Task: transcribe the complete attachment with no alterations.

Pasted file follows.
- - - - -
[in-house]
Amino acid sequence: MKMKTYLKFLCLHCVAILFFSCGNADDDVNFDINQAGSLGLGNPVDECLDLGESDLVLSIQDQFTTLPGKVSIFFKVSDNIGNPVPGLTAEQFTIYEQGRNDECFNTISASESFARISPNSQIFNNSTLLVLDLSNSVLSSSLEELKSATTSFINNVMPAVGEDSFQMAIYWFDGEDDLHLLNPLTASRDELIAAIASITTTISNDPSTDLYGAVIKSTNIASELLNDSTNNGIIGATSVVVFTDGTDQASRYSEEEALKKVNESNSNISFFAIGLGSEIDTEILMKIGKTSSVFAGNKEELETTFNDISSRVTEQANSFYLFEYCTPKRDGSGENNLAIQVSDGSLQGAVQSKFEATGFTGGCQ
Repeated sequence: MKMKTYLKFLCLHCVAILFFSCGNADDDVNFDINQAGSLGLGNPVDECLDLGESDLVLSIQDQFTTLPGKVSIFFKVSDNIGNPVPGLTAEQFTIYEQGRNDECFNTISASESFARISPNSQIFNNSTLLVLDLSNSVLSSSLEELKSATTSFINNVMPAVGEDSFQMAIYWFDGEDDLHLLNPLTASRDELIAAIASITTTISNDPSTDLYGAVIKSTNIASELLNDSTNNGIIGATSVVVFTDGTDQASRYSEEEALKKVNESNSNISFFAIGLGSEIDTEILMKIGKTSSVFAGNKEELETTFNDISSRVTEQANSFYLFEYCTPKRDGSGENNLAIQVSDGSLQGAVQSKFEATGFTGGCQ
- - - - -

[in-house]
Amino acid sequence: MKMKTYLKFLCLHCVAILFFSCGNADDDVNFDINQAGSLGLGNPVDECLDLGESDLVLSIQDQFTTLPGKVSIFFKVSDNIGNPVPGLTAEQFTIYEQGRNDECFNTISASESFARISPNSQIFNNSTLLVLDLSNSVLSSSLEELKSATTSFINNVMPAVGEDSFQMAIYWFDGEDDLHLLNPLTASRDELIAAIASITTTISNDPSTDLYGAVIKSTNIASELLNDSTNNGIIGATSVVVFTDGTDQASRYSEEEALKKVNESNSNISFFAIGLGSEIDTEILMKIGKTSSVFAGNKEELETTFNDISSRVTEQANSFYLFEYCTPKRDGSGENNLAIQVSDGSLQGAVQSKFEATGFTGGCQ
Repeated sequence: MKMKTYLKFLCLHCVAILFFSCGNADDDVNFDINQAGSLGLGNPVDECLDLGESDLVLSIQDQFTTLPGKVSIFFKVSDNIGNPVPGLTAEQFTIYEQGRNDECFNTISASESFARISPNSQIFNNSTLLVLDLSNSVLSSSLEELKSATTSFINNVMPAVGEDSFQMAIYWFDGEDDLHLLNPLTASRDELIAAIASITTTISNDPSTDLYGAVIKSTNIASELLNDSTNNGIIGATSVVVFTDGTDQASRYSEEEALKKVNESNSNISFFAIGLGSEIDTEILMKIGKTSSVFAGNKEELETTFNDISSRVTEQANSFYLFEYCTPKRDGSGENNLAIQVSDGSLQGAVQSKFEATGFTGGCQ